Vegetable plants, classified by indigenous researchers Source: “Behind the Oil Palm: Consequences of international Investment into Oil Palm Plantations” (2018). Authored by Advancing Life and Regenerating Motherland (ALARM), Southern Youth Organization (SYO), Myeik Lawyer Network, Future Light Committee, Green Network-Mergui Archipelago, Candle Light Group. Available at: https://eia-international.org/wp-content/uploads/Behind-the-Oil-Palm.pdf
[click to view]

Report Cover Source: “Behind the Oil Palm: Consequences of international Investment into Oil Palm Plantations” (2018). Authored by Advancing Life and Regenerating Motherland (ALARM), Southern Youth Organization (SYO), Myeik Lawyer Network, Future Light Committee, Green Network-Mergui Archipelago, Candle Light Group. Available at: https://eia-international.org/wp-content/uploads/Behind-the-Oil-Palm.pdf
[click to view]

Concession area Source: “Behind the Oil Palm: Consequences of international Investment into Oil Palm Plantations” (2018). Authored by Advancing Life and Regenerating Motherland (ALARM), Southern Youth Organization (SYO), Myeik Lawyer Network, Future Light Committee, Green Network-Mergui Archipelago, Candle Light Group. Available at: https://eia-international.org/wp-content/uploads/Behind-the-Oil-Palm.pdf
[click to view]

log yard, MAC sign Source: “Behind the Oil Palm: Consequences of international Investment into Oil Palm Plantations” (2018). Authored by Advancing Life and Regenerating Motherland (ALARM), Southern Youth Organization (SYO), Myeik Lawyer Network, Future Light Committee, Green Network-Mergui Archipelago, Candle Light Group. Available at: https://eia-international.org/wp-content/uploads/Behind-the-Oil-Palm.pdf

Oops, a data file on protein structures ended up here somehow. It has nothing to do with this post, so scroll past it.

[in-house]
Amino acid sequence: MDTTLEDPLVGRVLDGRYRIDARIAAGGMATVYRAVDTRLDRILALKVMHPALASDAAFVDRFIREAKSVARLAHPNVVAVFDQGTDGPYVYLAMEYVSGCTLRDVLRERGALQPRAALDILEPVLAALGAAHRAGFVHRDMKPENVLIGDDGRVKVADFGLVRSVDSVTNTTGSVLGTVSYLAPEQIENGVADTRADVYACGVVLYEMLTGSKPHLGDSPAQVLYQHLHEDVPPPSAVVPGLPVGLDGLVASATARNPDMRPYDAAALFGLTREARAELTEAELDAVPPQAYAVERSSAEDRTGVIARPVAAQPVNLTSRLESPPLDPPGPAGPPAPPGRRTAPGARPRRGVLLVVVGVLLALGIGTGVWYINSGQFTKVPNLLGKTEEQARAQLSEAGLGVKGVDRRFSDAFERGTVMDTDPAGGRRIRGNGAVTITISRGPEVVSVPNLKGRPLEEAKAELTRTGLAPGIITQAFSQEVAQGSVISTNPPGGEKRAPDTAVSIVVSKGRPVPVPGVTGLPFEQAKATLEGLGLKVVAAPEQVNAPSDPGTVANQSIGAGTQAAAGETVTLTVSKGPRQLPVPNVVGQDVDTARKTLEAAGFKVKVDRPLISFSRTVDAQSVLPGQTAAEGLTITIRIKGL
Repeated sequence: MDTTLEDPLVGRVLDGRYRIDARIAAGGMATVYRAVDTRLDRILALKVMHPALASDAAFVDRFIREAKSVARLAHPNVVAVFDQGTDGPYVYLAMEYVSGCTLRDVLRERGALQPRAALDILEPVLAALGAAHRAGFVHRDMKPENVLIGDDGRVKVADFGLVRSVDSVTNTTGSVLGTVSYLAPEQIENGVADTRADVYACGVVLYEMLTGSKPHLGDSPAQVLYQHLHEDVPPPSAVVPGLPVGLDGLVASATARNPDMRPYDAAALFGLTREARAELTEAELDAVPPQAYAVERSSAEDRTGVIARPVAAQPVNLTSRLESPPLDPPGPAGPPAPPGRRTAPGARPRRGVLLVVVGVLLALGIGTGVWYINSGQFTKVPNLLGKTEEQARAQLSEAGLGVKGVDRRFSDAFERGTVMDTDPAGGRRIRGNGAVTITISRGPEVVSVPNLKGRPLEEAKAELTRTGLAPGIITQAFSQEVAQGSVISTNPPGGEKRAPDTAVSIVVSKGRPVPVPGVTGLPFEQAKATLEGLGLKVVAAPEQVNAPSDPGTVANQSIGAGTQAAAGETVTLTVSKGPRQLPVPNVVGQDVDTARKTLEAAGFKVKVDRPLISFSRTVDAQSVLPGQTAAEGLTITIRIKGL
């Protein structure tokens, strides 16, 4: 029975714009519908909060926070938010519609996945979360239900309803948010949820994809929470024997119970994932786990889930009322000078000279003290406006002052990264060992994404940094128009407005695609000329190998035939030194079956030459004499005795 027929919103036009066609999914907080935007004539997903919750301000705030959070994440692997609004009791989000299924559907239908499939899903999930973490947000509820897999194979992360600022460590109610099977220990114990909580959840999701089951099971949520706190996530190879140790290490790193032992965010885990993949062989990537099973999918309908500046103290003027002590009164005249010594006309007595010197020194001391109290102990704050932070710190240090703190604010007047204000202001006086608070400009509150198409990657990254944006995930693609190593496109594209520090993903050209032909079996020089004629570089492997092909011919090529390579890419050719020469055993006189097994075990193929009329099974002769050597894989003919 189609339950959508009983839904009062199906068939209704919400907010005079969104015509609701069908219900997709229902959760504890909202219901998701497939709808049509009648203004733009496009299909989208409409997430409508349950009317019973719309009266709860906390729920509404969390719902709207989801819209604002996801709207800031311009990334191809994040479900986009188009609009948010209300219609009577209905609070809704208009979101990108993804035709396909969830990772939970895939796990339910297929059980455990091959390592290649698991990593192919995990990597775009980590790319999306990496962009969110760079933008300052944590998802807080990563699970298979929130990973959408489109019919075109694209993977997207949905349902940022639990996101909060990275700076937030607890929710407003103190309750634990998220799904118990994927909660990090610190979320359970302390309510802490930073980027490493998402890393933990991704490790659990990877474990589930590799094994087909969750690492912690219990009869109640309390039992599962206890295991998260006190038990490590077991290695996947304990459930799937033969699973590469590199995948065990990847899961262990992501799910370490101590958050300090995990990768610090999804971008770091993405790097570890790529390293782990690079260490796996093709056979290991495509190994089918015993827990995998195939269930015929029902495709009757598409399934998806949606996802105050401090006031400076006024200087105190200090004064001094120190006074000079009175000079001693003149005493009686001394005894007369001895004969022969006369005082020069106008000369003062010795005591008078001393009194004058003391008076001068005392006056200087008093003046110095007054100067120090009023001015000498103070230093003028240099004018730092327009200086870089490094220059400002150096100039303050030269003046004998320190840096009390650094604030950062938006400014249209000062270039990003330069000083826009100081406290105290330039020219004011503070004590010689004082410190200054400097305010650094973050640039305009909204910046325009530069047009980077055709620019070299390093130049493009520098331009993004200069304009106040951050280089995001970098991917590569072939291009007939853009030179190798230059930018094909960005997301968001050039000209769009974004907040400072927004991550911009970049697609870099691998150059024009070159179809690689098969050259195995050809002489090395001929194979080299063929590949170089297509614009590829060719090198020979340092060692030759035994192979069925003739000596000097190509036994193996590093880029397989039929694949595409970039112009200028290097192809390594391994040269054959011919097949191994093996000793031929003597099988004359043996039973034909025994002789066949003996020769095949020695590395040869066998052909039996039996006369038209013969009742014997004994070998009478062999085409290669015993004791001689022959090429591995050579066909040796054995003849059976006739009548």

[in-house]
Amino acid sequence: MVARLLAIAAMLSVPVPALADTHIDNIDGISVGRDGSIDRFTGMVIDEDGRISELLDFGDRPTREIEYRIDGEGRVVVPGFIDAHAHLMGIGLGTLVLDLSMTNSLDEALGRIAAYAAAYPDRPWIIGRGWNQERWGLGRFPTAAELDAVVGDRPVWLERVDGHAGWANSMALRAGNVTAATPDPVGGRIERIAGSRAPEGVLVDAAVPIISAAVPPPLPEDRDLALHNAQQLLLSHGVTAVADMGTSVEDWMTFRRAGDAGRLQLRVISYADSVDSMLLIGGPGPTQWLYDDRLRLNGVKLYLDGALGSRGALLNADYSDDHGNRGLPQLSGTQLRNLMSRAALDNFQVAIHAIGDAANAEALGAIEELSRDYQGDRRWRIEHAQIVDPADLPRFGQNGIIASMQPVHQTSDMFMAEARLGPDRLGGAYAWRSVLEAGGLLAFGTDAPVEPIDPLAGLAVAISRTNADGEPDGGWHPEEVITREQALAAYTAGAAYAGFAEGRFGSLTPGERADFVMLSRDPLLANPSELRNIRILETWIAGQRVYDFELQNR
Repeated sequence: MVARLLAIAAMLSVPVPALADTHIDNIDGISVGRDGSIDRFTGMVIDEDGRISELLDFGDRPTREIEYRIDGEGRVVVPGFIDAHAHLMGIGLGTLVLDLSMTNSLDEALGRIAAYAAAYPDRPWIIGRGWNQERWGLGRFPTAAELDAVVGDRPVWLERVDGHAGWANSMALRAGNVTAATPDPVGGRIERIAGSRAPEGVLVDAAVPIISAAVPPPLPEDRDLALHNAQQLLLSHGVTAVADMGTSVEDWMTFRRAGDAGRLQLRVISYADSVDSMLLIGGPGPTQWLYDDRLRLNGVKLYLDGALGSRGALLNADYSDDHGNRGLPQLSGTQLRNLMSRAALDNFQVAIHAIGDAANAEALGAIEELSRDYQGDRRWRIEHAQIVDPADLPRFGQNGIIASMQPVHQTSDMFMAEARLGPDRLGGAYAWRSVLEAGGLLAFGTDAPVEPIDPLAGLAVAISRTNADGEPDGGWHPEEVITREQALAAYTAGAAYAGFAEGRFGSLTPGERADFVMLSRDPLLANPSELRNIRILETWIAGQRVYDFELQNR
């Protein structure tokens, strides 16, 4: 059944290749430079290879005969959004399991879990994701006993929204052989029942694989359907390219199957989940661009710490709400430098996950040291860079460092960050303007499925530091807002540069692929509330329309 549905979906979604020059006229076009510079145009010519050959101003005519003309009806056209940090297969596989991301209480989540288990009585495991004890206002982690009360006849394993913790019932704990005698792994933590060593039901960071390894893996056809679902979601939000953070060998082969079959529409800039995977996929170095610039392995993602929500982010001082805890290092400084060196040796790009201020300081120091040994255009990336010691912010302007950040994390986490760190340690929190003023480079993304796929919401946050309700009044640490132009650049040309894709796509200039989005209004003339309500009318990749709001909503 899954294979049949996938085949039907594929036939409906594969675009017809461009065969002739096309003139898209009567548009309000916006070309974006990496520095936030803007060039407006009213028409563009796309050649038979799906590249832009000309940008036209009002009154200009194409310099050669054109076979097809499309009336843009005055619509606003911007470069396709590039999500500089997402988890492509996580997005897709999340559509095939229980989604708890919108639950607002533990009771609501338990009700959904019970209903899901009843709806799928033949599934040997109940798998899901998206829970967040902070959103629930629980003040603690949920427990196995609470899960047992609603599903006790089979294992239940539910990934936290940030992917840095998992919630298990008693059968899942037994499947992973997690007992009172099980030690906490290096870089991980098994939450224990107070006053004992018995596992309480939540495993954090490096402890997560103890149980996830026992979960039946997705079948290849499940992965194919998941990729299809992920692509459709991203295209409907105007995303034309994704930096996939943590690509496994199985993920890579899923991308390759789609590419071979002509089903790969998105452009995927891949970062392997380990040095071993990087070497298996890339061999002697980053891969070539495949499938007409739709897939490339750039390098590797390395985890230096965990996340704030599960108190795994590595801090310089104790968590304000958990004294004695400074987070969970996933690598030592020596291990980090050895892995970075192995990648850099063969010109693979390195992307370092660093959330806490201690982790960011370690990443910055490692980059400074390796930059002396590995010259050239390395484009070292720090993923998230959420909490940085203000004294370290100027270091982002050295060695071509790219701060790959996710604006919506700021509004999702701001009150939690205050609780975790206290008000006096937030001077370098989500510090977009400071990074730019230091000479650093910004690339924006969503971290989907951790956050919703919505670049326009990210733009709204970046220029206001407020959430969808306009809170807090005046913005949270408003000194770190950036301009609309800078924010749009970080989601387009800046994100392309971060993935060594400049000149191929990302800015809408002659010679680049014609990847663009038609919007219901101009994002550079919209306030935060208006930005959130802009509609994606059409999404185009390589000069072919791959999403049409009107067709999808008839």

[click to view]

ship transporting timber logs Source: “Behind the Oil Palm: Consequences of international Investment into Oil Palm Plantations” (2018). Authored by Advancing Life and Regenerating Motherland (ALARM), Southern Youth Organization (SYO), Myeik Lawyer Network, Future Light Committee, Green Network-Mergui Archipelago, Candle Light Group. Available at: https://eia-international.org/wp-content/uploads/Behind-the-Oil-Palm.pdf
[click to view]

Oil palm nursery Source: “Behind the Oil Palm: Consequences of international Investment into Oil Palm Plantations” (2018). Authored by Advancing Life and Regenerating Motherland (ALARM), Southern Youth Organization (SYO), Myeik Lawyer Network, Future Light Committee, Green Network-Mergui Archipelago, Candle Light Group. Available at: https://eia-international.org/wp-content/uploads/Behind-the-Oil-Palm.pdf
[click to view]

Oil palms grown only close to road Source: “Behind the Oil Palm: Consequences of international Investment into Oil Palm Plantations” (2018). Authored by Advancing Life and Regenerating Motherland (ALARM), Southern Youth Organization (SYO), Myeik Lawyer Network, Future Light Committee, Green Network-Mergui Archipelago, Candle Light Group. Available at: https://eia-international.org/wp-content/uploads/Behind-the-Oil-Palm.pdf
[click to view]

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ContributorEJatlas Southeast Asia Team (ejatlas.asia"at"gmail.com)
Last update22/01/2019